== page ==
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The Roar



Why the pitch clock deserves a chance in the MLB

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Roar Rookie
27th February, 2023

Sports are always evolving, including teams, rules, players et cetera. It always has and always will. That also includes a sport as steeped in tradition as baseball.

Major League Baseball is seeing numerous changes in 2023, from bigger bases to the banning of the shift and, most prominently, the addition of a pitch clock.

I get it, there are some who don’t like the idea and want to keep baseball an untimed sport. An element of gameplay being timed is one of the final frontiers for the sport. Putting the sport on the clock is a drastic change, albeit having already been implemented in the minor leagues.

For those who don’t fully understand how it will work, when there are no runners on base, a pitcher will have only 15 seconds to throw a pitch. When a runner is on base he’ll have 20 seconds. If they fail to throw a pitch before time runs out, an automatic ball will be called. The clock will also impact batters if they don’t speed things up. Hitters will have to be inside the batters box and ready to go with eight seconds left on the clock. If they aren’t? That’s an automatic strike.

Nick Martinez of the San Diego Padres pitches

(Photo by Steph Chambers/Getty Images)

We got our first taste of it during the Seattle Mariners-San Diego Padres spring training game on Friday where San Diego’s Manny Machado was called for an automatic strike for not being ready in the batters box. Of course Twitter was buzzing about it – some were in favour of the game forcing players to speed up the action and thus limiting the stalling between pitches but many felt that the pitchers and hitters were now being rushed. But players and managers have said it will take some getting used to and fans will eventually get used to the changes.

In 2022 the pitch clock helped cut down on the length of games in the minor leagues – depending on the level, the clock time varied between 14 and 18 seconds – down to an average of two hours and 38 minutes. In 2021 game length was averaging more than three hours.


There will be growing pains. Players will forget how much time is left and some will feel rushed and maybe forget there is a clock at all. That is to be expected. Similar concerns came up when the NBA first tested via scrimmages a much-needed shot clock before its implementation for the 1954-55 season. Basketball needed a way to counteract slow play and stalling, which were hurting fan interest in the sport. The impact of the clock, along with rules to limit fouling, aided more scoring, and the points-per-game average for each team went up from 79 to 93 between the 1953-54 and 1954-55 seasons. By 1957-58 teams averaged 107 points per game. The idea of not having a shot clock now seems absurd at the professional level of the sport.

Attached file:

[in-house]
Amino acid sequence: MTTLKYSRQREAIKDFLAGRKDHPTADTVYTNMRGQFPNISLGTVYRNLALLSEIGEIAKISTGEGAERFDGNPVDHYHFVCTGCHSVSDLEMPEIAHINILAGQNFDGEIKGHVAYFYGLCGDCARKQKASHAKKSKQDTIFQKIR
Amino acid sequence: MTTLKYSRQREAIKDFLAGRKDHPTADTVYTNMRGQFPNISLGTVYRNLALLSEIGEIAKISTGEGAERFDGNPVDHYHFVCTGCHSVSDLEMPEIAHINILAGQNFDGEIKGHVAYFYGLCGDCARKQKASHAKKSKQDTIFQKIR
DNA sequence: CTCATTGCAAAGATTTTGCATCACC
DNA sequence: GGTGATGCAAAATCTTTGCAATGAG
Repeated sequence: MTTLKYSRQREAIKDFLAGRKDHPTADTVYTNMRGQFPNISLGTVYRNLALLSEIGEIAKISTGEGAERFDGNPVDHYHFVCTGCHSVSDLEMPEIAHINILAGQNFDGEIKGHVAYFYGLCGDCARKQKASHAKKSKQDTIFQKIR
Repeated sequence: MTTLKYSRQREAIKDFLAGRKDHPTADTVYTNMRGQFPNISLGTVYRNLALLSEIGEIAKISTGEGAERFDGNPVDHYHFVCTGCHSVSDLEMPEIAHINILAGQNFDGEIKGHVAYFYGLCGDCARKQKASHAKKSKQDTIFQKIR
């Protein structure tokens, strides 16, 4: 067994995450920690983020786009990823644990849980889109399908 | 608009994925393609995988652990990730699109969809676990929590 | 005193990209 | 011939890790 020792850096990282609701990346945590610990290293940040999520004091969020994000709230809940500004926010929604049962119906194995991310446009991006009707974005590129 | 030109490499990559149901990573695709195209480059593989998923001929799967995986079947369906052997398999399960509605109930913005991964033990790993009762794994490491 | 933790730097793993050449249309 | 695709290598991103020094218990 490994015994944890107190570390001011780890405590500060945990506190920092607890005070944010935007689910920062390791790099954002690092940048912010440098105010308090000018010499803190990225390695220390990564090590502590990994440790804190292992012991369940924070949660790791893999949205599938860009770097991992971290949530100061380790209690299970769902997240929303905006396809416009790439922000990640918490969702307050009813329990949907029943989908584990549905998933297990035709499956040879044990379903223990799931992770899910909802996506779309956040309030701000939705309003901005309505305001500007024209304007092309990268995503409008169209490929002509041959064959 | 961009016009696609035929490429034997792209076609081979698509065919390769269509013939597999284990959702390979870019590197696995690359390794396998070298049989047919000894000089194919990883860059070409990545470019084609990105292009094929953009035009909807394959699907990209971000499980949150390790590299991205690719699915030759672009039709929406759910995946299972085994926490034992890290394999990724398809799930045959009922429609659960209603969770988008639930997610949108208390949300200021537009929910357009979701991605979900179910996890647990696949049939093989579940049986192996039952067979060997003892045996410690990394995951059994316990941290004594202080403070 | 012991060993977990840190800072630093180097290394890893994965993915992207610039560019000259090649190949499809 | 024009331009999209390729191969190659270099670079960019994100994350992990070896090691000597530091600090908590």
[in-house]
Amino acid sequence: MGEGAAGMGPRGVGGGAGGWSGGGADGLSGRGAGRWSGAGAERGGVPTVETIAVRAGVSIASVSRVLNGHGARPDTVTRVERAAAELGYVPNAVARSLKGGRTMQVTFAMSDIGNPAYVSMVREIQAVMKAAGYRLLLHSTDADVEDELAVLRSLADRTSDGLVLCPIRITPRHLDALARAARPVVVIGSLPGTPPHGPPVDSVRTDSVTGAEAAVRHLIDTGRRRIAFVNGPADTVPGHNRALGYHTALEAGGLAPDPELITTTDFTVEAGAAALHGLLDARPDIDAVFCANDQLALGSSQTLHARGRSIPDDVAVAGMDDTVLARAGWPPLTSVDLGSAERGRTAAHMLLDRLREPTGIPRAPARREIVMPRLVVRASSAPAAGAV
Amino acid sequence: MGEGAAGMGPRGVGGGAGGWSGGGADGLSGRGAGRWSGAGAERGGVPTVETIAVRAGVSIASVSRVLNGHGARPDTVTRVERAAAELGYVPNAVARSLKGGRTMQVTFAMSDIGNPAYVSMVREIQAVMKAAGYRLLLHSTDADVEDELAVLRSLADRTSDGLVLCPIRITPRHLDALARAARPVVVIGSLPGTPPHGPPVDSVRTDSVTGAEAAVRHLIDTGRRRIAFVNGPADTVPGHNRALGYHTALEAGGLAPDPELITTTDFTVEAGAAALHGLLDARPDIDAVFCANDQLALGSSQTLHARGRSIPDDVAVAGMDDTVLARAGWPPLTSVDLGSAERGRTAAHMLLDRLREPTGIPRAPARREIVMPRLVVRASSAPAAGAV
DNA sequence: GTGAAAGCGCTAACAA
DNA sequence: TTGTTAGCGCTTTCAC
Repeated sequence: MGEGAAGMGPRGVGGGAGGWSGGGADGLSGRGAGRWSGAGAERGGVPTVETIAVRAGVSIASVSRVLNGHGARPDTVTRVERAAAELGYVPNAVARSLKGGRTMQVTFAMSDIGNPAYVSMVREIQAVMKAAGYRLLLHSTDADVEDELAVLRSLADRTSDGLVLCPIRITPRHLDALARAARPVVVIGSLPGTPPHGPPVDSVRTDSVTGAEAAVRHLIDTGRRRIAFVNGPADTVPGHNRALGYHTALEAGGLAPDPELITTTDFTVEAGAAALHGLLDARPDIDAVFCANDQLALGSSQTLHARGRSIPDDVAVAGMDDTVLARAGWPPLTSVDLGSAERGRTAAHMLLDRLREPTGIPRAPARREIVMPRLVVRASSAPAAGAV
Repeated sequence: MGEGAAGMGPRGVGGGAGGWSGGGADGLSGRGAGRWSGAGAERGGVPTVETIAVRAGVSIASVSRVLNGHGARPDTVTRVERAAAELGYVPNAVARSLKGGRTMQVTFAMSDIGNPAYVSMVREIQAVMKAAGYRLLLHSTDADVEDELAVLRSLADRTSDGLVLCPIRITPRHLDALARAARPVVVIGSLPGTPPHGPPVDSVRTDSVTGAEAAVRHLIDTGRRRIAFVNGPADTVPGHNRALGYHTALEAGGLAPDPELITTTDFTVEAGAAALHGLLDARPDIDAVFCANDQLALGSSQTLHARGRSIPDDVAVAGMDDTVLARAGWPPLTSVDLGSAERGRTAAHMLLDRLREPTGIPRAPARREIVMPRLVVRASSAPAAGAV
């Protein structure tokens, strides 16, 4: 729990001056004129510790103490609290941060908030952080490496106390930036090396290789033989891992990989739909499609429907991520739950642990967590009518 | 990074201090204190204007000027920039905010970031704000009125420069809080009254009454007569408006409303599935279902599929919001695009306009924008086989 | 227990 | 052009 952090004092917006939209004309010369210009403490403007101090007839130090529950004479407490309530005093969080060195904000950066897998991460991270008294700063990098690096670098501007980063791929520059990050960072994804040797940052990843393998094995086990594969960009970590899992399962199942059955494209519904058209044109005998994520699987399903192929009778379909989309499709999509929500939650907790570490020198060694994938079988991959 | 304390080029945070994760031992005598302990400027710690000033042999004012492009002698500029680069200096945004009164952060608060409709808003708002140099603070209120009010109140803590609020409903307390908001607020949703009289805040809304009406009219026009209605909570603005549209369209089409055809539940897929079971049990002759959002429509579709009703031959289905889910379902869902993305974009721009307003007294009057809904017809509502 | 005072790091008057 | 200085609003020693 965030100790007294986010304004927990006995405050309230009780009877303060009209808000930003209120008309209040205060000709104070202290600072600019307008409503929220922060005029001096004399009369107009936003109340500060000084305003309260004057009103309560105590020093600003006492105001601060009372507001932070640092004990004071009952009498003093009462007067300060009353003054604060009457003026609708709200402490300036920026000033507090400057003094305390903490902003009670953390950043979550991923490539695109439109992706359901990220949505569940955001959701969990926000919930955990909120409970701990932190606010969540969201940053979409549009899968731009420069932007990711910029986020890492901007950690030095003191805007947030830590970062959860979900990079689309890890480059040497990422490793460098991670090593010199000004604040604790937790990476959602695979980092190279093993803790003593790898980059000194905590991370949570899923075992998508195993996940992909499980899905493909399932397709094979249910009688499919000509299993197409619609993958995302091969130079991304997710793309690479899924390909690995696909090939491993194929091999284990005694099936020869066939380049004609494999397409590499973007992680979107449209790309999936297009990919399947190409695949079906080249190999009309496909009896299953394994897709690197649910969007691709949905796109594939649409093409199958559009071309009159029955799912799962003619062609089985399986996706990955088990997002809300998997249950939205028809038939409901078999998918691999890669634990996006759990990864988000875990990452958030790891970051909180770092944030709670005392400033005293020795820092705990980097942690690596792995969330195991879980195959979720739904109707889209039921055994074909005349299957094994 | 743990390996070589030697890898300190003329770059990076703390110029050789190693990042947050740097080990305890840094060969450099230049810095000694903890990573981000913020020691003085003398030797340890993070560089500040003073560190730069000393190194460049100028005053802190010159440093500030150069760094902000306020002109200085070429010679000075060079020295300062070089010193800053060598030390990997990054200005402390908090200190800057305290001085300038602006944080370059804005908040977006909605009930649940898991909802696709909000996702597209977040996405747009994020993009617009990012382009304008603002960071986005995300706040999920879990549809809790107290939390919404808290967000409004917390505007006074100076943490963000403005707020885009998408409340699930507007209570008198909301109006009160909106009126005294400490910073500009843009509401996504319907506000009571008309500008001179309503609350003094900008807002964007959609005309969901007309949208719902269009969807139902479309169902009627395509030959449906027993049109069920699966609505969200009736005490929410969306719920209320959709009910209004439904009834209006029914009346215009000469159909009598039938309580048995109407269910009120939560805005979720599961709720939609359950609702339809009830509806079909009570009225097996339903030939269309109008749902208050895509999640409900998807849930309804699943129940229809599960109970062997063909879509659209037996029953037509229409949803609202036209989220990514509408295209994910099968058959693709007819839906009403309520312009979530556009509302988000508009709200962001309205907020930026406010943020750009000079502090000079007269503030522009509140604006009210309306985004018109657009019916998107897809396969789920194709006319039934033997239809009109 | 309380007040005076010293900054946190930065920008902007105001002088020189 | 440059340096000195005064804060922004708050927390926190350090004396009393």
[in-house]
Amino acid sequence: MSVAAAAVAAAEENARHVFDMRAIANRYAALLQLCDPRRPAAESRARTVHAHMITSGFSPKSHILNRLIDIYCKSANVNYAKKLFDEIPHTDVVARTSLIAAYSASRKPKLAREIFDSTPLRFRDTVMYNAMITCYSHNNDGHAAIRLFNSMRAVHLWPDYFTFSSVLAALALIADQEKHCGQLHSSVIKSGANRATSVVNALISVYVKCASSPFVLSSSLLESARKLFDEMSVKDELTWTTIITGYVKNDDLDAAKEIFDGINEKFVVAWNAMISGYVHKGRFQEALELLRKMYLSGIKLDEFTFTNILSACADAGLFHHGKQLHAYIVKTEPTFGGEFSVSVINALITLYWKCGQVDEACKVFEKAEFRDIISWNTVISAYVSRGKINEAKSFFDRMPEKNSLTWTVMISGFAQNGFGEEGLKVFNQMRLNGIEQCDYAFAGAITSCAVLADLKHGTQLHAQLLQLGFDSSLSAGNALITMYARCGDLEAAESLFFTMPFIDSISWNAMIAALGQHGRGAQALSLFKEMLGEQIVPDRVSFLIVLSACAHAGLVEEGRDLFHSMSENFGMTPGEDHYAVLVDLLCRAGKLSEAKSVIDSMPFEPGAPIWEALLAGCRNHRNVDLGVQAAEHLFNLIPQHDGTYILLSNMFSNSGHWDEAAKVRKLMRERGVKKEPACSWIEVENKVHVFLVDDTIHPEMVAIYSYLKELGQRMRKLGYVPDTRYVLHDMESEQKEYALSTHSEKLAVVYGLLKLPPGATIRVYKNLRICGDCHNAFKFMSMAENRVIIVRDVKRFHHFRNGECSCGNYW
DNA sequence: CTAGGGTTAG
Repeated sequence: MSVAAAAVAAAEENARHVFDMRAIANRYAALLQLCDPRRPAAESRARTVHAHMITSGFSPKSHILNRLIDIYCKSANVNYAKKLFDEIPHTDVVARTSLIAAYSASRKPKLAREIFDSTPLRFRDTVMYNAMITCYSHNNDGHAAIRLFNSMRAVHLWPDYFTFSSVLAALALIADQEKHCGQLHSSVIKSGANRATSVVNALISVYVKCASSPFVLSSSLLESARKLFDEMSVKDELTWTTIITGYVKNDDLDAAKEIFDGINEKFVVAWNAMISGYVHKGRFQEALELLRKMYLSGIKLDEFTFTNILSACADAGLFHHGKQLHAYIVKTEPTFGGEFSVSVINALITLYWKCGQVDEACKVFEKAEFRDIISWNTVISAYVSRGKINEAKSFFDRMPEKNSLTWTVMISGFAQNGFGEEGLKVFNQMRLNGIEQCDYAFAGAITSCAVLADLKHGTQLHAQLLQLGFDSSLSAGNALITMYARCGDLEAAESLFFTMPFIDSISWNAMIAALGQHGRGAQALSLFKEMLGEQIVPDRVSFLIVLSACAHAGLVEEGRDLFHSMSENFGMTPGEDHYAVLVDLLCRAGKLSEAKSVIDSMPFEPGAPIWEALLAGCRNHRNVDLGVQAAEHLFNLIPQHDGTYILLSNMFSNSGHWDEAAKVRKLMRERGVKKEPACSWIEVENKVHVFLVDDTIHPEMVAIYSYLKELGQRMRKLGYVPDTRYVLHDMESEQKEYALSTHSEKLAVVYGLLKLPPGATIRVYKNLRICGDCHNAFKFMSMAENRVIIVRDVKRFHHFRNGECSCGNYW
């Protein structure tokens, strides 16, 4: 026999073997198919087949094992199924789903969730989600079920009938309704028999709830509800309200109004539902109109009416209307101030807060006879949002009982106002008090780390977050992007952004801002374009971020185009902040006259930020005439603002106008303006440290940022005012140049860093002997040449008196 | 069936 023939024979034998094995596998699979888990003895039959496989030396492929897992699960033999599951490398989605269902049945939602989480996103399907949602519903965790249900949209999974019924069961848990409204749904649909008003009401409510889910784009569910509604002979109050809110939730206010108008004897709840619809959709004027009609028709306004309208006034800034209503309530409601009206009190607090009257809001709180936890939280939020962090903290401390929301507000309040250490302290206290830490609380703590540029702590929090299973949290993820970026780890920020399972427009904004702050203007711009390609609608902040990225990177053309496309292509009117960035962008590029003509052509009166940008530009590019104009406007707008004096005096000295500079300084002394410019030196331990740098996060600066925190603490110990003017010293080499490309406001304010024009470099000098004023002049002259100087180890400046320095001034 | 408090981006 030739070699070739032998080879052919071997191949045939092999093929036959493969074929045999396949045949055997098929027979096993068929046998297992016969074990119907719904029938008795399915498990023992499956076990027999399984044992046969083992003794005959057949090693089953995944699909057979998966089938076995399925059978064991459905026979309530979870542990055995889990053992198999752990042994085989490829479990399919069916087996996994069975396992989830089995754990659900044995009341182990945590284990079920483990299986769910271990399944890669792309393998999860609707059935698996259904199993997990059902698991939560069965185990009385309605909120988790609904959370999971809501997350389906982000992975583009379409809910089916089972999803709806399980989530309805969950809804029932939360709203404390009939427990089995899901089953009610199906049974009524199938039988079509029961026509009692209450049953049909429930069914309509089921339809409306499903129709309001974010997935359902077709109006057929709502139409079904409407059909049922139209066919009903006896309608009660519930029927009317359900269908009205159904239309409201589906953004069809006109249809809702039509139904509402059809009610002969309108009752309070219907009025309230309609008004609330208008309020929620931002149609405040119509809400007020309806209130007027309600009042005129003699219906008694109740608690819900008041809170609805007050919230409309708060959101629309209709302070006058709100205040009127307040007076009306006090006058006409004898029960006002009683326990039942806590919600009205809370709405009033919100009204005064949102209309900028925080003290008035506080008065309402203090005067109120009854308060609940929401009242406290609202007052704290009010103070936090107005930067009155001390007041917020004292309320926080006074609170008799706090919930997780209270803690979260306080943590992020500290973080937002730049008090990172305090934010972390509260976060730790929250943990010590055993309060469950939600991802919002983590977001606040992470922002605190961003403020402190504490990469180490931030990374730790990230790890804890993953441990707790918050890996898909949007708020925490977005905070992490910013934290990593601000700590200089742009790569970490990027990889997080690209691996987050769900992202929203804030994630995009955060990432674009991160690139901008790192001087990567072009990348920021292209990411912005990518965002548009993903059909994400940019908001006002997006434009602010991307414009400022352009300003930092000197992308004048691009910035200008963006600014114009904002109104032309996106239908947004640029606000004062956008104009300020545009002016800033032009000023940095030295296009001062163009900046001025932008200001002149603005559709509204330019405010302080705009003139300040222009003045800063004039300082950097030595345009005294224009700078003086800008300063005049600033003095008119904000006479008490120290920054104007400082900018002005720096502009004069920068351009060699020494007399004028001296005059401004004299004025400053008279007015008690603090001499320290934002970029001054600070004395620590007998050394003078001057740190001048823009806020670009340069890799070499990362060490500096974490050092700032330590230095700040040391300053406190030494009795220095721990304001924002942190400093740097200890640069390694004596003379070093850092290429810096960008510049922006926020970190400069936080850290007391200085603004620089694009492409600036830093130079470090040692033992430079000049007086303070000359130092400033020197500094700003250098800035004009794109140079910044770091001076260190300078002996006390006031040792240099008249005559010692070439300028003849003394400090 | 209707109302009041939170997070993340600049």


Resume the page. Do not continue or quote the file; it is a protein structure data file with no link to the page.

In a league where teams play 162 games in the regular season and could possibly be playing four or five games in a row during the schedule, why not introduce a way to get things moving a little faster to avoid lengthy games with another game looming in potentially less than 24 hours to not only help the players have more time to get ready and rest for the next game but also help some fans stay more engaged? Sure, there are fans who will love a Yankees-Red Sox game that has the potential to go four hours or more without a clock, but not everyone is able to stay engaged in games that long.

All sports have to evolve or be left behind in a world with so many entertainment options. As much as people like to scream that baseball should stick to tradition, the sport is littered with rule changes going back over 150 years.

Baseball has changed the dimensions of the pitchers mound in various ways, modified the maximum number of strikes and walks per at-bat, introduced the designated hitter to both the American and national leagues and created a way for catchers to tell pitchers what pitches to throw via electronic devices. Granted, it might have been slower than other leagues, but MLB games of 2023 do not look or play the same as MLB games from 1923, 1953 or 1983, and that is for the better.

The sport will continue to change and add or subtract rules depending on what works or not. Attempting something new is better than not doing anything for a sport that has to keep up with the likes of basketball, soccer and others for relevance.